The Anderson Valley AVA is making a reputation for itself in sparkling wines, led by French Champagne house Roederer. The northern end of the valley (one of California’s coolest regions) is closer to the Pacific Ocean than the warmer southern end. Anderson and the nearby Mendocino Ridge AVA produce Pinot Noir and Chardonnay for still and sparkling wines as well as Riesling and Gewürztraminer. A little further north, the Redwood Valley AVA is known for peppery Zinfandels, Potter Valley for Chardonnay, Pinot Noir and Sauvignon Blanc, Eagle Peak for Pinot Noir (from its single winery).


Further north still, the Covello and Dos Rios AVAs total only a few acres of vines between them, producing Cabernet Sauvignon, Cabernet Franc, Chardonnay, Merlot and Zinfandel in warmer inland climates than those appellations further south.


The Yorkville Highlands AVA is a continuation of the southeastward reaching Anderson Valley that at its southern end nudges the northern end of Sonoma’s Alexander Valley. Yorkville Highlands has rocky soil with high gravel content and good drainage. The daytime climate is cooler than Alexander Valley but warmer than Anderson Valley. At night these highlands get chillier than either of their neighbors.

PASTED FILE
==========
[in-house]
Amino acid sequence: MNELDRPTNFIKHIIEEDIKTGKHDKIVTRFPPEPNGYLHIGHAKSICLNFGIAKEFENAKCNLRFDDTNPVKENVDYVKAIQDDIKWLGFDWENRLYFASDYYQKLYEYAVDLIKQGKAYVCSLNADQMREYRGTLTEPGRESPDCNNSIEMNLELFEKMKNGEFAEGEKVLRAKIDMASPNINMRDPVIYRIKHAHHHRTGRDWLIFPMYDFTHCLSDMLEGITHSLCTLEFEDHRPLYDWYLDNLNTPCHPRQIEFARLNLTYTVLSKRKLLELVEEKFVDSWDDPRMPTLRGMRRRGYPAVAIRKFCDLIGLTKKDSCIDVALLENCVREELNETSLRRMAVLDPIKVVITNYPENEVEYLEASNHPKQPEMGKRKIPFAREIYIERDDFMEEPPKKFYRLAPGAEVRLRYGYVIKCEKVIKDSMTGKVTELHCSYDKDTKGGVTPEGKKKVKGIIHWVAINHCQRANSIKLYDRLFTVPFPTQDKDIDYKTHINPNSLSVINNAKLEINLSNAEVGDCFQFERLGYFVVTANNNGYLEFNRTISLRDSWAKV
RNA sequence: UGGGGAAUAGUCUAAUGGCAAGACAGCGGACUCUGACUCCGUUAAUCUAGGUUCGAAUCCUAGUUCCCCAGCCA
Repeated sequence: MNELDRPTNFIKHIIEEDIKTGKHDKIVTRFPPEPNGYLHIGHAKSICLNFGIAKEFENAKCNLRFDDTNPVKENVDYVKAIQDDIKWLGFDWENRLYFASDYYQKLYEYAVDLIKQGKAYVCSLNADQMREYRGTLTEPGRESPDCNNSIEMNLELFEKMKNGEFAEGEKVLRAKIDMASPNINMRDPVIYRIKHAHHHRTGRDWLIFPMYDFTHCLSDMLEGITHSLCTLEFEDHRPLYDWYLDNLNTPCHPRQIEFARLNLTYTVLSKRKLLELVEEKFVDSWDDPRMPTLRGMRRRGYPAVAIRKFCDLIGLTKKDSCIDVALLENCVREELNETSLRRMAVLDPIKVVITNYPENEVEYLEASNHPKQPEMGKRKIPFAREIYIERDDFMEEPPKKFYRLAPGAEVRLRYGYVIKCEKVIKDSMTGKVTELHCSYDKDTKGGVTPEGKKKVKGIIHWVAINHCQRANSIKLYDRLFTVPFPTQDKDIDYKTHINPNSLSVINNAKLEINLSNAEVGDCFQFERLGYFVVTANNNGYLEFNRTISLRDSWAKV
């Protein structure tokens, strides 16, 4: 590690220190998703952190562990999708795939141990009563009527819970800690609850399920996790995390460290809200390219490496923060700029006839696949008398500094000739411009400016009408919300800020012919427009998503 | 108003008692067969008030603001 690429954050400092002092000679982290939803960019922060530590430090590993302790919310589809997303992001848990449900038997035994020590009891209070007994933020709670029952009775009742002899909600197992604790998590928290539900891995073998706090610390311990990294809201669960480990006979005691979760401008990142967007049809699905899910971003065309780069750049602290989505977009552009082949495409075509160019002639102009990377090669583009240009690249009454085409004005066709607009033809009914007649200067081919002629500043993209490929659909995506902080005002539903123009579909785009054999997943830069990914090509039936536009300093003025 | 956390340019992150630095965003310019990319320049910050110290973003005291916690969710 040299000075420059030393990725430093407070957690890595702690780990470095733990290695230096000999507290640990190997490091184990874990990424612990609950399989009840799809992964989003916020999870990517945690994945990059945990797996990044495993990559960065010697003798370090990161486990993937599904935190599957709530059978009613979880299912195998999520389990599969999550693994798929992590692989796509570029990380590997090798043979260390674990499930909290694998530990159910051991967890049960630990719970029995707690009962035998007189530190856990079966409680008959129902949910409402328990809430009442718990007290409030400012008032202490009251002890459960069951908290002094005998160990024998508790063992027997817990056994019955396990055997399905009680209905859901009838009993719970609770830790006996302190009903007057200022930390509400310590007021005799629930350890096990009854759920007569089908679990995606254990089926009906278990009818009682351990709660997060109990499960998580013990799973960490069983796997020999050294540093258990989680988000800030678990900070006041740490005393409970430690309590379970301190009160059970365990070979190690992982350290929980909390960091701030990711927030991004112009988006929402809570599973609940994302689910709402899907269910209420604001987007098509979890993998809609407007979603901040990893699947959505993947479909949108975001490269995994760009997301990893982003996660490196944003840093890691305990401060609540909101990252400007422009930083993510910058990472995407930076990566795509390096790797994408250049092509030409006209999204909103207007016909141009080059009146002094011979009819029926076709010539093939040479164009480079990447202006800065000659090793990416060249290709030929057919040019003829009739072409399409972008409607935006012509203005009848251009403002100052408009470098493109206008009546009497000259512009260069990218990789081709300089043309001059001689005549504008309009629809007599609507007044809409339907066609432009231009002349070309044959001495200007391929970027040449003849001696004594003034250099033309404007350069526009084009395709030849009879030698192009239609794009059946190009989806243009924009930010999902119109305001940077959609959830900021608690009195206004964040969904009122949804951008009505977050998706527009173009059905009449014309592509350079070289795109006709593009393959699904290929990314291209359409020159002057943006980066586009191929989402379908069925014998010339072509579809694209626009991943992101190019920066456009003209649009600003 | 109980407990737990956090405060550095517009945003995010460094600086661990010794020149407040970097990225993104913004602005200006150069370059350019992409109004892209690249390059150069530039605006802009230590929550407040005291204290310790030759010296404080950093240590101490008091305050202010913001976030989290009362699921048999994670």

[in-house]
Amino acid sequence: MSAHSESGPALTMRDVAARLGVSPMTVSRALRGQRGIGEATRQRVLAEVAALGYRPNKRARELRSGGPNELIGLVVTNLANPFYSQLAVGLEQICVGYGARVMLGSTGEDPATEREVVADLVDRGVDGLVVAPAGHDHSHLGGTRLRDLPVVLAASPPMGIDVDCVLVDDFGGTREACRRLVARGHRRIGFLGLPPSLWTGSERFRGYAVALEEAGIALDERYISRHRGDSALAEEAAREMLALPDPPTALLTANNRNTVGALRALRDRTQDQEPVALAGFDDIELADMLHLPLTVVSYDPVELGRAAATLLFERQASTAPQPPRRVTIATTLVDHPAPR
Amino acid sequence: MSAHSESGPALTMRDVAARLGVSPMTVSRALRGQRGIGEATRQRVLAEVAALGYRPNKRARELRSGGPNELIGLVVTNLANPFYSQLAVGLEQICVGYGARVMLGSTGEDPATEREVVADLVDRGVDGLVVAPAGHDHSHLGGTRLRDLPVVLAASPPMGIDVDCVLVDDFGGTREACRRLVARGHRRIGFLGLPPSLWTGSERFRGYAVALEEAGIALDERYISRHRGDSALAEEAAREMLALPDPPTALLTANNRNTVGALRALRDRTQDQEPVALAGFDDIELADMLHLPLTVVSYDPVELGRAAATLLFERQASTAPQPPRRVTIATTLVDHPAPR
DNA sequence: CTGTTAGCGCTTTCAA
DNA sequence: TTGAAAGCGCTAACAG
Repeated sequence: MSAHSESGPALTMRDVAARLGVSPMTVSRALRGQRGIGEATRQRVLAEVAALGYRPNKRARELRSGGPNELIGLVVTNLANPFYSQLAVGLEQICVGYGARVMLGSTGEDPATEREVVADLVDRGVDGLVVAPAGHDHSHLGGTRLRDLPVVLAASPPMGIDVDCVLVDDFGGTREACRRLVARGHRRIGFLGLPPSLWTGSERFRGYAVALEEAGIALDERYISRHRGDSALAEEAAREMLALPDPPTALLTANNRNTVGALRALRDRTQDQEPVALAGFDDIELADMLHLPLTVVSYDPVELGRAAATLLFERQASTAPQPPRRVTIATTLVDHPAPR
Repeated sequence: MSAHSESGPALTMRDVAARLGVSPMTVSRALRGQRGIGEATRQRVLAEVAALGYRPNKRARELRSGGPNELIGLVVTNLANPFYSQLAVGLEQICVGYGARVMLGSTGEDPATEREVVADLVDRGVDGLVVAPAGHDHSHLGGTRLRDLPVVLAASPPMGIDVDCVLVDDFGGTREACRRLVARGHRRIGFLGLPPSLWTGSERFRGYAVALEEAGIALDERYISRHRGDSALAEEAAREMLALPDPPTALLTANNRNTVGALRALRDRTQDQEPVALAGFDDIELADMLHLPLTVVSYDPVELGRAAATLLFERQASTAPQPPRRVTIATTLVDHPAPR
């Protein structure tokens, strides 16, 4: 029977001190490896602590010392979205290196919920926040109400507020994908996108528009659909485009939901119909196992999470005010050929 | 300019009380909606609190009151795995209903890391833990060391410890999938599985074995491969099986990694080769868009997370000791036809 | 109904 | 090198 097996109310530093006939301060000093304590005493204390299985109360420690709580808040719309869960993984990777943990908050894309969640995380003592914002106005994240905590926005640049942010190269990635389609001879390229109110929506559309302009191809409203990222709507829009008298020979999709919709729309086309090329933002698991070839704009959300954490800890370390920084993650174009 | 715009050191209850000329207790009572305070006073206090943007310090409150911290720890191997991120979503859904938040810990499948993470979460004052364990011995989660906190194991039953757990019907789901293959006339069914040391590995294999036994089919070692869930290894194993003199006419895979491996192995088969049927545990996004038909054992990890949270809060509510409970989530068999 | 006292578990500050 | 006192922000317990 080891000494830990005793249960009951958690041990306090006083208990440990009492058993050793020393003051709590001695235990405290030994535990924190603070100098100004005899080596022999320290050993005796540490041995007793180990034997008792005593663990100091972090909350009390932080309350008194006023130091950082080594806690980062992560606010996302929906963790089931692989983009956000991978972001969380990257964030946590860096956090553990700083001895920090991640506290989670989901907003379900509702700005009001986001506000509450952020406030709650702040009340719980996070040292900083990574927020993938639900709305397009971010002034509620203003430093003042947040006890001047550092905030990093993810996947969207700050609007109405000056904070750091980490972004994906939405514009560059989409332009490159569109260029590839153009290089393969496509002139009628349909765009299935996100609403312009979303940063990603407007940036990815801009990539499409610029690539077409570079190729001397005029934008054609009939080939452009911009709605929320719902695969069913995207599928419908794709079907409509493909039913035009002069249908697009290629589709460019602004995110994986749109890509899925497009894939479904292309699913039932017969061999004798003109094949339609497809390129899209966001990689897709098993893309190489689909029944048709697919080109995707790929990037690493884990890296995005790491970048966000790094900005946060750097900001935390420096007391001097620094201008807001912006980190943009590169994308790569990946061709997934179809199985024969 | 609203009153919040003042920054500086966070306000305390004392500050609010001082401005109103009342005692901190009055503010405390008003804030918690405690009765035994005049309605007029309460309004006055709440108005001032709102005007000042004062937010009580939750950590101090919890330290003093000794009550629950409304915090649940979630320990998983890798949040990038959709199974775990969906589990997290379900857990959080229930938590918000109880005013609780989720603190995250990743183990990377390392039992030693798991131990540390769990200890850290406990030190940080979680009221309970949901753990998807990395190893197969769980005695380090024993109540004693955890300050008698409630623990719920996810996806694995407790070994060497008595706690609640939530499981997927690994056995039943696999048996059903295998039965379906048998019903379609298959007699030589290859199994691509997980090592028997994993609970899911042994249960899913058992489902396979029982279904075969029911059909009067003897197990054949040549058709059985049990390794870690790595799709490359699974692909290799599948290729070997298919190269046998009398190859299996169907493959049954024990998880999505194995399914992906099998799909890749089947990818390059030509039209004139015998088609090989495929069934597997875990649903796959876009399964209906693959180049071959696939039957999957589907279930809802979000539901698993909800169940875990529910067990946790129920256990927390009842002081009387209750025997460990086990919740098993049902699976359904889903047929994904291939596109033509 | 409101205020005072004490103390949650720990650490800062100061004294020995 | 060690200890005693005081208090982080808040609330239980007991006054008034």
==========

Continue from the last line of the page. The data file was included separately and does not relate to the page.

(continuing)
South of Mendocino’s largest city Ukiah (which is not particularly large), the Cole Ranch AVA is the smallest appellation in the United States (only one winery producing Cabernet Sauvignon, Merlot, Pinot Noir and Riesling). In the county’s southeastern corner, the McDowell Valley AVA makes Rhône wines from old-vine Syrah and Grenache. Some of these vines are more than 100 years old. McDowell is also known for dry rosés.

We have saved the two big players, Napa and Sonoma, for last. For starters, let us look at ways in which these neighbors are profoundly different form each other.


  • Sonoma is twice the size of Napa
  • Sonoma has four times the population of Napa
  • Sonoma has a large city, Santa Rosa (population 175,000), while Napa has no large cities.
  • Ocean-facing Sonoma has a cooler climate than inland Napa, although the southern reaches of both counties are also cooled by San Pablo Bay. Some of Sonoma’s ocean fogs do reach eastward across the center of the county to affect Napa.
  • Sonoma has a number of overlapping AVAs, while Napa’s AVAs do not overlap.
  • Sonoma produces agricultural products other than wine grapes (although grapes are number one), while Napa is all grape.

The Mayacamas Mountains physically and climatologically separate Sonoma and Napa. Only two widely separated east-west roads connect the two counties.